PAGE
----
October 12, 2017
Probiotics may be positioned for faster integration into foods and beverages worldwide with the announced acquisition by Irish food giant Kerry Group of Ohio-based spore-forming probiotic ingredient leader Ganeden and its flagship GanedenBC30 strain.
Kerry, while not exactly a core player in the natural and organic realm of products, is nevertheless now a serious player in the immune-health space, what with its 2015 acquisition of Wellmune, the leading beta-glucan immune potentiator ingredient.
Ganeden’s business has been booming of late, with more than 200 finished product companies buying into the GanedenBC30 strain just this year. Overall, the branded probiotic strain is in more than 750 SKUs in 60 countries.
“Kerry has a proven track record and a fantastic customer base around the world,” said Ganeden Probiotics President Mike Bush. “We hope to leverage the combination of Kerry’s reach and R&D capabilities with Ganeden’s probiotic technologies and continue our expansion around the globe so that we may bring probiotic benefits to food and beverage consumers that would have otherwise been difficult for us to reach on our own.”
Ganeden, with current year revenue of about $25 million, had been a takeover target for years, and was being actively wooed by at least a half-dozen companies at the time the Kerry acquisition was announced.
“Kerry Group has a unique scalable business model which I am confident can deliver the continued organic growth of the business across developed and developing markets as planned,” said Kerry Group Chief Executive Edmond Scanlon. “We are in a strong position to lead the continued consolidation of our industry benefiting from the group’s strong balance sheet, scalable business model and geographic footprint.”
Scanlon said he expects the company’s taste and nutrition division to lead the company’s growth, which should deliver at least 10 percent growth in share price per year over the next five-year cycle.
What makes Ganeden great
Ganeden boasts 27 published human clinical studies on its BC30 ingredient, with claims available around digestive health and immune function. This early commitment to research helped establish Ganeden as a trusted probiotic ingredient supplier.
“Ganeden has a strong commitment to science,” said Bush. “We have built a portfolio of claim-supporting studies over the years that are extremely important to the business. With the support and guidance of great legal, regulatory and clinical research teams, we feel as though our 27 peer-reviewed, published papers are a key differentiator in the markets we serve.”
In addition to its scientific dossier, Ganeden also holds 135 patents with another 100 pending. These patents cover diverse areas. The GanedenBC30 strain itself is a patented spore former, differentiating it from other strains of Bacillus coagulans available on the market. Other patents cover applications including the use in coffee, tea and cereals. A prevailing philosophy of the company is to integrate probiotics into everyday foods and beverages so that consumers do not have to change their daily habits in order to enjoy the benefits of probiotics.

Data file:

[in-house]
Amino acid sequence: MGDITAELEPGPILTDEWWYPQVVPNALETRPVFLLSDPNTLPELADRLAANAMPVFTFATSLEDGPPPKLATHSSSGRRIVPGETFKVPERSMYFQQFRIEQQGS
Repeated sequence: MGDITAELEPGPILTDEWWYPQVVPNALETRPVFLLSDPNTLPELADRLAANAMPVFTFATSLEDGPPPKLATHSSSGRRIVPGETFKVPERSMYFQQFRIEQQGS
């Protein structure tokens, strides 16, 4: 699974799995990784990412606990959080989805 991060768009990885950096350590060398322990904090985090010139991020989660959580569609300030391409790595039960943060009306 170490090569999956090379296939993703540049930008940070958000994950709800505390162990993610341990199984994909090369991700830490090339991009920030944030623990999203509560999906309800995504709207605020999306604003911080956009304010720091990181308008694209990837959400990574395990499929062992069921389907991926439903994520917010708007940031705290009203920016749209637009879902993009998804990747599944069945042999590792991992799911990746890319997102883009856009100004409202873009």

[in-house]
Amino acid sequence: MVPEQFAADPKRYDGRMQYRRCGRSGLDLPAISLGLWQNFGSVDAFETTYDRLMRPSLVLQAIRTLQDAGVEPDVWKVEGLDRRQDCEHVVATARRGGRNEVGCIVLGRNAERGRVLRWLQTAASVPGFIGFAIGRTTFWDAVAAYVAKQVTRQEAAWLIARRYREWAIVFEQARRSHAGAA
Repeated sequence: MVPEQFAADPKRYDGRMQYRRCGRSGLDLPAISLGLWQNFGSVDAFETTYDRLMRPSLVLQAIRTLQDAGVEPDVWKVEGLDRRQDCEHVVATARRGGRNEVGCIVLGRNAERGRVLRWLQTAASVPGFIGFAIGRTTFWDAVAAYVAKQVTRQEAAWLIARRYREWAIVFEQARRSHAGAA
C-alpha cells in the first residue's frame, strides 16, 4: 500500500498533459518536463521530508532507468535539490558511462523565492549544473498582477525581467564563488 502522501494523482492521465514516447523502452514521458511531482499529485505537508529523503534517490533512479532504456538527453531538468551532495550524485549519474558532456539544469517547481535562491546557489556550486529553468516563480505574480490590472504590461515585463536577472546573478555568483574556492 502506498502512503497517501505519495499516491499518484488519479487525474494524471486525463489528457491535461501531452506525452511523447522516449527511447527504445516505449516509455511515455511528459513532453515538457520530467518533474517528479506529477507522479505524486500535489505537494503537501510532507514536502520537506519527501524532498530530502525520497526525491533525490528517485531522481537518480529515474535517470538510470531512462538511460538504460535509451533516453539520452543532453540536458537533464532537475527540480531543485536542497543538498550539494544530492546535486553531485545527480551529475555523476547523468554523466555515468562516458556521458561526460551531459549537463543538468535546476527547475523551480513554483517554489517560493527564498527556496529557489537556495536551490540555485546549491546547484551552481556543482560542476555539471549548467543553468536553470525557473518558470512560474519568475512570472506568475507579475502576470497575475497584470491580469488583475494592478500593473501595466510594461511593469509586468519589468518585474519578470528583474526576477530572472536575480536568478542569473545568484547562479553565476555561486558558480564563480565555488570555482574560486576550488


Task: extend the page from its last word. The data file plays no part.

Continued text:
“From the very early years, we have considered protecting our innovations as a key value driver for the business,” said Bush. “The patents are key in carving our market niches where we were the first to innovate. It provides market protection for not only our own business but also our partners’ business.”
Ganeden was founded in 1997 and originally sought to find purchase in strictly the supplements space. In 2007, it realized its spore-forming strain featured a sort of protective shell that allows the strain to make its way through the digestive tract and into the intestines, where the bacteria does not bloom until it hits the specific conditions found there. This feature also protects the probiotic from manufacturing conditions such as heat and shear. This is of great benefit to manufacturers of foods and beverages which have to account for keeping the live active strains alive throughout the manufacturing process as well as shelf-life considerations. In 2011 Ganeden decided to sell off its supplements business to Reckitt Benckiser, which also controlled Schiff Nutrition, which still sells the Digestive Advantage brand and its GanedenBC30 probiotic strain. That move both provided Ganeden with new needed revenue as well as allowed the company to focus on the new holy grail: food and beverages.
In addition to its GanedenBC30 probiotic strain, the company also sells two other probiotic-related ingredients. Bonicel is a probiotic-derived personal care ingredient shown in four clinical studies to increase skin hydration and elasticity and reduce the appearance of fine lines, wrinkles, roughness, pore size and redness. Staimune, launched this year, is an inactivated Bacillus coagulans which nevertheless confers immune-health benefits and can work particularly well in other products such as shelf-stable beverages.
And so the march of probiotics will continue apace, driven in no small part to acquisitions like this as well as continued research into the human microbiome. Already, microbiome researchers are investigating probiotic strains that have been selected to support heart health, kidney health and oral health.
“The probiotic market segment will certainly continue to grow,” said Bush. “It will be exciting to watch the next wave of clinical research and specialized strains enter the market as researchers find new ways to use probiotic organisms to support consumers with a variety of health concerns.”
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